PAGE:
The ace-2 haplotypes were reconstructed using a Bayesian statistical method implemented in PHASE 2.1 [45, 46]. Two alleles for every mosquito specimen were reported by this software. Individuals with haplotypes that could not be phased with a probability > 90 % were removed from the data set. In addition, we tested for recombination in the remaining dataset using the methods implemented in the RDP4 software [47] with default settings. Moreover, the heterozygote samples bearing haplotypes never found in homozygosis were cloned using the pGEM-T Easy vector (Promega, Madison, WI) following the manufacturer’s protocols with at least 5 clones per reaction, in order to confirm the haplotypes found by PHASE 2.1. Gene and nucleotide diversity were obtained using Arlequin 3.5.

The phylogenetic relationships among the different ace-2 haplotypes were calculated using two methods: the ML and the Bayesian inference methods. The ML tree was obtained following the same methodology reported above for the mitochondrial markers. For the BI analysis of the same data set Mr Bayes 3.1.2 [48] was used. Two independent iterations were run for 5,000,000 generations and sampled every 100 generations. The 50 % majority rule consensus tree and Bayesian posterior probability of support were obtained discarding the first 25 % of sampled generations.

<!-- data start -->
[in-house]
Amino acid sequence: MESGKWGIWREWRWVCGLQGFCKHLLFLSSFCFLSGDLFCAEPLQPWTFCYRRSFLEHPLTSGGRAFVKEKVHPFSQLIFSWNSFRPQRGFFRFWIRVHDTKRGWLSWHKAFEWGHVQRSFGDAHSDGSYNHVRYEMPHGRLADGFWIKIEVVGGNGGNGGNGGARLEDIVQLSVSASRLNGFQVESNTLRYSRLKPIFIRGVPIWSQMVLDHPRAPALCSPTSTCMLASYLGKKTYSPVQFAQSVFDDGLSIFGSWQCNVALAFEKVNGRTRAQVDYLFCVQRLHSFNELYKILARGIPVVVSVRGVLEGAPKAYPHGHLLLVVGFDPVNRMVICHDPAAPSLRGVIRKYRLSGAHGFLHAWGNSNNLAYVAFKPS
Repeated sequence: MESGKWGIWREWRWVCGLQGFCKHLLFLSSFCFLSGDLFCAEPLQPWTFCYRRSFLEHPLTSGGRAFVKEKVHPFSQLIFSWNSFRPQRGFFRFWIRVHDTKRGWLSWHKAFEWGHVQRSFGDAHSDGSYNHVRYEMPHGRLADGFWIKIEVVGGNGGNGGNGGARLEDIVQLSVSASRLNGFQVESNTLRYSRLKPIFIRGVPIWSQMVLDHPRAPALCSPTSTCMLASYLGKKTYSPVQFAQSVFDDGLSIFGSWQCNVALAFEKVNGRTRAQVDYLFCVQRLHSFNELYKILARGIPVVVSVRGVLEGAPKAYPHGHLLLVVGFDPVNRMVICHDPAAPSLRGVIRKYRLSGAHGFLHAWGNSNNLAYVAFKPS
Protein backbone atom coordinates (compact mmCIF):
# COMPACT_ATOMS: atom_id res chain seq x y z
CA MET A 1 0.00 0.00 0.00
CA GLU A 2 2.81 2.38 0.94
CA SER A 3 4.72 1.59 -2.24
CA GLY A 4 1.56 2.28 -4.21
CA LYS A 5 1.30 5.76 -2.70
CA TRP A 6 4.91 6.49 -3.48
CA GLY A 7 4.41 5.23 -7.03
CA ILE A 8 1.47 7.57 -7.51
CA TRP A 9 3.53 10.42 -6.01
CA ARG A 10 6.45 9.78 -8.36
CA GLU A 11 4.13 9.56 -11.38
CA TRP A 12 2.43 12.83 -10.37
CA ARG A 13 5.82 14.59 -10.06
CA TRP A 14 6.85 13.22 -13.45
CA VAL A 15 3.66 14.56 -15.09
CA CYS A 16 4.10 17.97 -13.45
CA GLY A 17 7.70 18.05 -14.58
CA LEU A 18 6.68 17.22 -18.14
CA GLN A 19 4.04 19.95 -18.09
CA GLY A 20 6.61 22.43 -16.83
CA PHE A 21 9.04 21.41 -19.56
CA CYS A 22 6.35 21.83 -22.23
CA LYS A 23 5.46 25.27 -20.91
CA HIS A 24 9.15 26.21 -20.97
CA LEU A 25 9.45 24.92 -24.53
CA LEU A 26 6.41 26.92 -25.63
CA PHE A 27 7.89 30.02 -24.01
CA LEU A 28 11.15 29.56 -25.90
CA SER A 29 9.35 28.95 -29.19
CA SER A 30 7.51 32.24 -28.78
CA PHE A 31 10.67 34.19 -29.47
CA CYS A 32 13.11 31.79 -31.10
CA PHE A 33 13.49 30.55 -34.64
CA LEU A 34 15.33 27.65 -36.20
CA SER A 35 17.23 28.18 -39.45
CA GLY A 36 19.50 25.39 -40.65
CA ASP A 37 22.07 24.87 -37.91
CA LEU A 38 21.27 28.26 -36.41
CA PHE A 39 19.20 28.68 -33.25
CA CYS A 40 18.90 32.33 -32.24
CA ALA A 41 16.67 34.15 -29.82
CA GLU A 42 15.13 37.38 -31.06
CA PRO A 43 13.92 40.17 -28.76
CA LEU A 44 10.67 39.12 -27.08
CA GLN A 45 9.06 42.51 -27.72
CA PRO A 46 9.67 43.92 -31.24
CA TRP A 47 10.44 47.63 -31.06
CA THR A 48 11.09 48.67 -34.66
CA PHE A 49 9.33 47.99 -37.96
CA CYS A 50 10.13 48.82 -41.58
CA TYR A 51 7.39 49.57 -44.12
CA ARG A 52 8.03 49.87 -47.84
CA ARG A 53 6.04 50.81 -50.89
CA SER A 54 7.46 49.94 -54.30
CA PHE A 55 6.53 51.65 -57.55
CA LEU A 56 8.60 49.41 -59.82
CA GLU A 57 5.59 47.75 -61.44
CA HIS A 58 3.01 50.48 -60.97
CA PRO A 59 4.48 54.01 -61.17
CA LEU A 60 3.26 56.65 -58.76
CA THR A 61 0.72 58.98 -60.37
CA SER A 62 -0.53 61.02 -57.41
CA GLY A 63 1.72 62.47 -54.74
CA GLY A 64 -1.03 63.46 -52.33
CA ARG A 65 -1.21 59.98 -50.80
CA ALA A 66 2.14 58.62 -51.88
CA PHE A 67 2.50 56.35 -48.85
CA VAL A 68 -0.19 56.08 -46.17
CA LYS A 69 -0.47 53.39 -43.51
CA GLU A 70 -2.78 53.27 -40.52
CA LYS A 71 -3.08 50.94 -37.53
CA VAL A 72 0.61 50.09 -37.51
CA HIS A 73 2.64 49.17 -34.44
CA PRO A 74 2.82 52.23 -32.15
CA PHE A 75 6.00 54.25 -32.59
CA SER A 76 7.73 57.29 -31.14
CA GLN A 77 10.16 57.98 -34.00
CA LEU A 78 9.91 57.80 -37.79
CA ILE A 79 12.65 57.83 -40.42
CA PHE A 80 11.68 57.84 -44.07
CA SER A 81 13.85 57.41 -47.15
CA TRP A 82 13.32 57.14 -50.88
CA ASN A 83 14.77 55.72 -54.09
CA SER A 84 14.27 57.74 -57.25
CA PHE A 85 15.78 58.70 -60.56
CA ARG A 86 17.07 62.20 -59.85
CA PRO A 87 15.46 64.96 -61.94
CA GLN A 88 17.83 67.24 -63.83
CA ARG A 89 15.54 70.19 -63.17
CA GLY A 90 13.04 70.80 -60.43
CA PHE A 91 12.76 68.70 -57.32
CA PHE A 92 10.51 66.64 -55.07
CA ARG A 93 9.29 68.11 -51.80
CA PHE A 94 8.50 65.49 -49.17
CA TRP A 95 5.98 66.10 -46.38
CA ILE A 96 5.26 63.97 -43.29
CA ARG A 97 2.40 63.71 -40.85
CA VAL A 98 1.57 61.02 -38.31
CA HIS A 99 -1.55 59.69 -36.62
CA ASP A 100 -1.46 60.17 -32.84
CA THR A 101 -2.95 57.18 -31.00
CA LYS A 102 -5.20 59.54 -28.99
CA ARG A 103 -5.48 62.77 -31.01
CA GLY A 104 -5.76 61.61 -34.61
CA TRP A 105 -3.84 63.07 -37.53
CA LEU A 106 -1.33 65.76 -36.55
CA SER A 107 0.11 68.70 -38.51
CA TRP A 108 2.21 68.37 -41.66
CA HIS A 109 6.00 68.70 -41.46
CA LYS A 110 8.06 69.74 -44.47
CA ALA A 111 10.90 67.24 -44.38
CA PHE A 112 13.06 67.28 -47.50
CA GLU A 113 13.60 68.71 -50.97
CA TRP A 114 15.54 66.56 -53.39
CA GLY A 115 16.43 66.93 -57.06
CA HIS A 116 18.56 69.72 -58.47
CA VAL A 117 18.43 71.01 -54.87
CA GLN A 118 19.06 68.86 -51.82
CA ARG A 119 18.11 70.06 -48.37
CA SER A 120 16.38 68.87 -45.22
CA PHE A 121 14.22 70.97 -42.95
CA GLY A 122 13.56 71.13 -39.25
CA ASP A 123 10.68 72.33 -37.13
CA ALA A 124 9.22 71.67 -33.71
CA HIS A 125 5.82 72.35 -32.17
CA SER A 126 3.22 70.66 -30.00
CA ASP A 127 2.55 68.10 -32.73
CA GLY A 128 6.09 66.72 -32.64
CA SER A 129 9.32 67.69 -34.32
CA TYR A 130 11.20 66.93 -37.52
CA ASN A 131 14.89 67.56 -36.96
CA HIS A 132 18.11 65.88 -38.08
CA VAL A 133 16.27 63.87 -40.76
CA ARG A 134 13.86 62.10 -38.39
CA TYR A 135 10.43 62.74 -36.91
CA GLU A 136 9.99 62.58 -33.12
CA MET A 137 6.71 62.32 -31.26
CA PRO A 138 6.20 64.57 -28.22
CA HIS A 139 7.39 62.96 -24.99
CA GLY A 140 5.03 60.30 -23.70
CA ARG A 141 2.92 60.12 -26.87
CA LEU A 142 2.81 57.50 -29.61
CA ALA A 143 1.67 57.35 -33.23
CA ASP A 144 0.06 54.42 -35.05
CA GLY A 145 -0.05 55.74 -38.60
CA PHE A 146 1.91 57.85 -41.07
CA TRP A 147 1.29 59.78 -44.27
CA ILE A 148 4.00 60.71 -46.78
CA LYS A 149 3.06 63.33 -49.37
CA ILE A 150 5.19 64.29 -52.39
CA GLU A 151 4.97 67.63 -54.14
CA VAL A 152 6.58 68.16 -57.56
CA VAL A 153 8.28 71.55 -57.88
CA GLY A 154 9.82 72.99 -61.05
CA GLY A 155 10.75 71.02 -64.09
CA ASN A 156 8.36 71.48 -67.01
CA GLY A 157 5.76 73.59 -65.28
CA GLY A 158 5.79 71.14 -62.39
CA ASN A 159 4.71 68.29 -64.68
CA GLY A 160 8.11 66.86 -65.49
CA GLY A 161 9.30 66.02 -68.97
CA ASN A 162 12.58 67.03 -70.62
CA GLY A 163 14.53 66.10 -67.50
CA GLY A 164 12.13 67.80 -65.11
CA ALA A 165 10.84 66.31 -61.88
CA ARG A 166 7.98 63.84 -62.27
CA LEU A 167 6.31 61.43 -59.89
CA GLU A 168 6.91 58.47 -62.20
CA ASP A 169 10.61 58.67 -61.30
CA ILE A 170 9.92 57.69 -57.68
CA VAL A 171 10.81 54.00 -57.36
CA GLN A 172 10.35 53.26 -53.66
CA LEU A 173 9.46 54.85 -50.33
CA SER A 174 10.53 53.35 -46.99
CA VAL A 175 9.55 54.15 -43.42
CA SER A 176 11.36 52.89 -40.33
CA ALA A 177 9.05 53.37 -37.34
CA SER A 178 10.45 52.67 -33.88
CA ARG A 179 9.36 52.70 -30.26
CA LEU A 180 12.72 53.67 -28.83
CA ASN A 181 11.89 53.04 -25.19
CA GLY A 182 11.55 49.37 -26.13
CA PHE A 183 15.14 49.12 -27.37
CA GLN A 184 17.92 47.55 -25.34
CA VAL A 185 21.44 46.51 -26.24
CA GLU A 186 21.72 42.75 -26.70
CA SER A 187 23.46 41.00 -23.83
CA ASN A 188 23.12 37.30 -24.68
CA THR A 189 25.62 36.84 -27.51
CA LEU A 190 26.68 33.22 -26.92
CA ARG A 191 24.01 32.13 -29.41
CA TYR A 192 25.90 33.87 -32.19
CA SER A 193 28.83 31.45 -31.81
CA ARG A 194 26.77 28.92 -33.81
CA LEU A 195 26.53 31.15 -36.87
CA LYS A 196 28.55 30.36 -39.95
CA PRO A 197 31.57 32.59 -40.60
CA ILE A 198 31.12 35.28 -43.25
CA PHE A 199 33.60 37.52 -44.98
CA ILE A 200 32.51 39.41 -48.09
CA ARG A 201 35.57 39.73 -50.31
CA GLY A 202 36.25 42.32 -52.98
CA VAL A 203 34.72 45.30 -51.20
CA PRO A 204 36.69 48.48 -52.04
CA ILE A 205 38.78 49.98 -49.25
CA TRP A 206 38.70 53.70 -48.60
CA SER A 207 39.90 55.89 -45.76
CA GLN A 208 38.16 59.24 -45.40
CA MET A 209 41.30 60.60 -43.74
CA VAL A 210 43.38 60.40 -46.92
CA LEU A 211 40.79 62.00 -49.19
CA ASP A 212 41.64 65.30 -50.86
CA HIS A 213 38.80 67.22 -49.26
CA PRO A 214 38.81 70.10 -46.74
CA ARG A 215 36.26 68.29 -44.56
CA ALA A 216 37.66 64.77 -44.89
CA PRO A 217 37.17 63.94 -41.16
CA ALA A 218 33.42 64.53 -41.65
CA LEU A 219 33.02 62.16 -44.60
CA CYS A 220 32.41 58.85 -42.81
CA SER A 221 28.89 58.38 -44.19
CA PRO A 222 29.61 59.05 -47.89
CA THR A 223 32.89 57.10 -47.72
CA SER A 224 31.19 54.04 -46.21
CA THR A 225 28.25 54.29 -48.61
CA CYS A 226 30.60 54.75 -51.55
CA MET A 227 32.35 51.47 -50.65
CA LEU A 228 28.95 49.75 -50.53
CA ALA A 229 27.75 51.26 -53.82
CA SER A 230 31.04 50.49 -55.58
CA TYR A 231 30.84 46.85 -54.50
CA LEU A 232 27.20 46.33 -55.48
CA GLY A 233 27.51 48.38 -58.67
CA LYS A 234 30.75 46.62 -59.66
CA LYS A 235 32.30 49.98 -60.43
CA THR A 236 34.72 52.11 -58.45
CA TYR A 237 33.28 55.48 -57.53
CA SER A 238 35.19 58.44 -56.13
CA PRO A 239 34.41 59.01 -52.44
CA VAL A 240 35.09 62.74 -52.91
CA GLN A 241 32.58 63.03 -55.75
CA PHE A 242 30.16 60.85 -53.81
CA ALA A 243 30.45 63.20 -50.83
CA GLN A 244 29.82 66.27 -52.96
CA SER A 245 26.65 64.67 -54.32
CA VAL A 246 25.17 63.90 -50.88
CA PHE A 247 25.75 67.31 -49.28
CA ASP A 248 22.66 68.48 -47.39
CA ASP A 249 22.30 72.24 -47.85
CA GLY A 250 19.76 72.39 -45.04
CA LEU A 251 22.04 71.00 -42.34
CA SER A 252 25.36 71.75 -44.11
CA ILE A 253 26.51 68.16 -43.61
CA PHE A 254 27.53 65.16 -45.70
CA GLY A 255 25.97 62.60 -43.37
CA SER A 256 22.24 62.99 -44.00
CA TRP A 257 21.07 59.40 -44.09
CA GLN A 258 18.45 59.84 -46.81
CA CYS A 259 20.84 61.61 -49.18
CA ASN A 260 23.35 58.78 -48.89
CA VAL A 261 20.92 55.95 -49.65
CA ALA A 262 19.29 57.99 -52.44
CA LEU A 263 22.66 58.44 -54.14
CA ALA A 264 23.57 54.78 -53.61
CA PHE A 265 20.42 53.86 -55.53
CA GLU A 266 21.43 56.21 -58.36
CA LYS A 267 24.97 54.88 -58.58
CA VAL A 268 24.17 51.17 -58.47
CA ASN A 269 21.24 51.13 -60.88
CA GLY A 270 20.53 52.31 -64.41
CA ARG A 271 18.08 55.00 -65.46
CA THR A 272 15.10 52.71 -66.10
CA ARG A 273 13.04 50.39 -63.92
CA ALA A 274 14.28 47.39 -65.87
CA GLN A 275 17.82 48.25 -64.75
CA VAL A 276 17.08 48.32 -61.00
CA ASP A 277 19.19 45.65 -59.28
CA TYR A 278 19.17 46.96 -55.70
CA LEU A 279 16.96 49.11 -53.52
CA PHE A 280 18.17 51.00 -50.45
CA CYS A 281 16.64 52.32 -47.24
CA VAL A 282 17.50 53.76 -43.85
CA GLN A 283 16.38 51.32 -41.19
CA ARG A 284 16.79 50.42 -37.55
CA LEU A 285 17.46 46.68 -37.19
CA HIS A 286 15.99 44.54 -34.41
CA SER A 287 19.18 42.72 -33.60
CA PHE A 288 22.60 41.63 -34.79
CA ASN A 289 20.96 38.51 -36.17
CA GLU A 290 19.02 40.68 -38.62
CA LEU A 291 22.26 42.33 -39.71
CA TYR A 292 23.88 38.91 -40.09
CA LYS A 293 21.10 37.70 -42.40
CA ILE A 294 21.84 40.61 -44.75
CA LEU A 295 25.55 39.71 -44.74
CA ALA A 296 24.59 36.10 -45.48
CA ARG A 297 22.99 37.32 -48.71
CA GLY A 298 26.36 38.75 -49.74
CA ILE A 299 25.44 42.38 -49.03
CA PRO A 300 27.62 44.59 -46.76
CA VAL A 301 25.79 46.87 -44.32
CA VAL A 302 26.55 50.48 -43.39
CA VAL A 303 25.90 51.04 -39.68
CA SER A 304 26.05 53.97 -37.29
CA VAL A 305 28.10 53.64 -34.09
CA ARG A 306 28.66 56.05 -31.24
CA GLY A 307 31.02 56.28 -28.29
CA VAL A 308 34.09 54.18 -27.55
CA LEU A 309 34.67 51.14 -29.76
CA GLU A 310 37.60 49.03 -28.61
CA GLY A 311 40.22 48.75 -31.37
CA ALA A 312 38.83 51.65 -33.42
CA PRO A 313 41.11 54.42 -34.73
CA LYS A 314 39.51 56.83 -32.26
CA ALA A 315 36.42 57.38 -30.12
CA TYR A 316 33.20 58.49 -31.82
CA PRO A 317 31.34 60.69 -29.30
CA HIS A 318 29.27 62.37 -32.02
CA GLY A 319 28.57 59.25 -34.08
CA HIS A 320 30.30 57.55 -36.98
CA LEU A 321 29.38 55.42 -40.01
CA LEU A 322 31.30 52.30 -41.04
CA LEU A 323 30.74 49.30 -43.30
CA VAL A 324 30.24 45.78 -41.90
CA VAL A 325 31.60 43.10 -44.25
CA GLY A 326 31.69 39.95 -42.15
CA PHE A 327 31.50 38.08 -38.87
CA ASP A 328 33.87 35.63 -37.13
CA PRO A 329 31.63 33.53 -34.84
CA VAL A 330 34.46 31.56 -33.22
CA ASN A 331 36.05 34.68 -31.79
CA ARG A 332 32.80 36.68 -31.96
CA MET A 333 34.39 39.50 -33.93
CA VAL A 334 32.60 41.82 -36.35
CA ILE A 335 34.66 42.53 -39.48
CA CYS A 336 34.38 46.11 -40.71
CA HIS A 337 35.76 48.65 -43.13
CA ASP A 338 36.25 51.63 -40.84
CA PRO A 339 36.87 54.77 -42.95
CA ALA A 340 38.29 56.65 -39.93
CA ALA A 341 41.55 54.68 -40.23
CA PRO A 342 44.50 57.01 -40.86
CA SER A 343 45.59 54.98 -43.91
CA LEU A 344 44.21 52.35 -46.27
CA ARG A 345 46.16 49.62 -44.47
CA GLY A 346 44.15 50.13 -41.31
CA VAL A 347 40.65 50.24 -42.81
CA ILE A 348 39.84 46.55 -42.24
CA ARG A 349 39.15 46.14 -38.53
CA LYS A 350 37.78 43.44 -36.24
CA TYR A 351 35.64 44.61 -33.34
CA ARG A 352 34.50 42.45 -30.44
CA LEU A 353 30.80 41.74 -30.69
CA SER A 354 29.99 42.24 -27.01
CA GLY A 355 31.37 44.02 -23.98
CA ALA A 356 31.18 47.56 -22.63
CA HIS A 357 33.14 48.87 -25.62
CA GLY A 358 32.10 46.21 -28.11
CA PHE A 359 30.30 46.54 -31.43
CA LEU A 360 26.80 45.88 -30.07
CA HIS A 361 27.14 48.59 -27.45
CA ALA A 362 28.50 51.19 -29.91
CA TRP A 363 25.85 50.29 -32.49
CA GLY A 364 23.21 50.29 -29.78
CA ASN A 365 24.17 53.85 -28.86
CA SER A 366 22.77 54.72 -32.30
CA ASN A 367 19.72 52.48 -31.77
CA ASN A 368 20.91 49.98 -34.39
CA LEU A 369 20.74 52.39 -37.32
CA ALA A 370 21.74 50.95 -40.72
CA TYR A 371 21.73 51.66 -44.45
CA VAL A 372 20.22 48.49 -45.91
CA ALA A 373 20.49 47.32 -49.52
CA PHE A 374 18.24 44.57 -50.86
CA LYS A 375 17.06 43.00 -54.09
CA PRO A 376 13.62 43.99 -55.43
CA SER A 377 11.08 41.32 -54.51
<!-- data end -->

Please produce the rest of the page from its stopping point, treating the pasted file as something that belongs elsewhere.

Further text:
Links between genetic diversity and landscape features

In order to assess possible correlations between landscape features and genetic diversity for both nuclear and mitochondrial markers, two variables were considered: landscape composition and air distances from the sampling sites to the closest main natural wetlands.

The correlation between genetic diversity and landscape composition was evaluated comparing haplotype and nucleotide diversity with different land cover categories, quantified within a 1,000 m radius, around the sampling site coordinates using detailed land-use maps (Quadro conoscitivo – Regione Veneto -www.regione.veneto.it/web/ambiente-e-territorio/quadro-conoscitivo) in QGIS software (QGIS Development Team, 2014. QGIS Geographic Information System. Open Source Geospatial Foundation Project, http://qgis.osgeo.org).